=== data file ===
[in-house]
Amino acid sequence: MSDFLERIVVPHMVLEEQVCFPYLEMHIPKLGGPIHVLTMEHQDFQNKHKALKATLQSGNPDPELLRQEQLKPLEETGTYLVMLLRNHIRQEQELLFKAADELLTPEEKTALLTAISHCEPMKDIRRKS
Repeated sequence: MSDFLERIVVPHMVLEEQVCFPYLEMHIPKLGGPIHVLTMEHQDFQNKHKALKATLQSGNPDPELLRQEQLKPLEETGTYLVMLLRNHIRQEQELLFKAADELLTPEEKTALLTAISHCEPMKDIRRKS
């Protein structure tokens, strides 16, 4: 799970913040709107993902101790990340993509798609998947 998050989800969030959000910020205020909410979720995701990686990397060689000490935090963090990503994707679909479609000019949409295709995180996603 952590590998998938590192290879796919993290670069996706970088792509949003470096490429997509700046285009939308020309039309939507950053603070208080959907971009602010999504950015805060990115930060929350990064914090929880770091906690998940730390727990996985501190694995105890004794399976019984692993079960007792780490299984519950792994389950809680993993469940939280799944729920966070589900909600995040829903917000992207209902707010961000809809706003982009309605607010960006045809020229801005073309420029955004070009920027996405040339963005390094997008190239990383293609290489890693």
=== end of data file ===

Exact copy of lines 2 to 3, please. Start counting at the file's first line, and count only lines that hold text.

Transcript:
Amino acid sequence: MSDFLERIVVPHMVLEEQVCFPYLEMHIPKLGGPIHVLTMEHQDFQNKHKALKATLQSGNPDPELLRQEQLKPLEETGTYLVMLLRNHIRQEQELLFKAADELLTPEEKTALLTAISHCEPMKDIRRKS
Repeated sequence: MSDFLERIVVPHMVLEEQVCFPYLEMHIPKLGGPIHVLTMEHQDFQNKHKALKATLQSGNPDPELLRQEQLKPLEETGTYLVMLLRNHIRQEQELLFKAADELLTPEEKTALLTAISHCEPMKDIRRKS